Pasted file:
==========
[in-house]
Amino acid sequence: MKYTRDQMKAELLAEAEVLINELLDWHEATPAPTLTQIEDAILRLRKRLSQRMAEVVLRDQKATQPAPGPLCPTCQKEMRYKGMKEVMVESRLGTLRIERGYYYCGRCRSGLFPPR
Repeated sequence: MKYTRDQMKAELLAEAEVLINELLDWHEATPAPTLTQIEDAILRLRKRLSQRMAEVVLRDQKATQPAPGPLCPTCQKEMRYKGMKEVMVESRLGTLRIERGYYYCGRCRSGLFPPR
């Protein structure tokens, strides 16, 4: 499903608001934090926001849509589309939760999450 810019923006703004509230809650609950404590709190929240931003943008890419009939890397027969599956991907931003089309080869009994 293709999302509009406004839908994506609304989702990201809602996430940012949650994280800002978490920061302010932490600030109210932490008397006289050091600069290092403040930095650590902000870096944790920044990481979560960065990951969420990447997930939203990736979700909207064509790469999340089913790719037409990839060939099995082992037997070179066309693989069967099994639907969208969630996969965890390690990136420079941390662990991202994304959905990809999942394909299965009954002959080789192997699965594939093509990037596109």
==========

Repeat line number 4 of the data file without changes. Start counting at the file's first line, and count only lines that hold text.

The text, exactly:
């Protein structure tokens, strides 16, 4: 499903608001934090926001849509589309939760999450 810019923006703004509230809650609950404590709190929240931003943008890419009939890397027969599956991907931003089309080869009994 293709999302509009406004839908994506609304989702990201809602996430940012949650994280800002978490920061302010932490600030109210932490008397006289050091600069290092403040930095650590902000870096944790920044990481979560960065990951969420990447997930939203990736979700909207064509790469999340089913790719037409990839060939099995082992037997070179066309693989069967099994639907969208969630996969965890390690990136420079941390662990991202994304959905990809999942394909299965009954002959080789192997699965594939093509990037596109």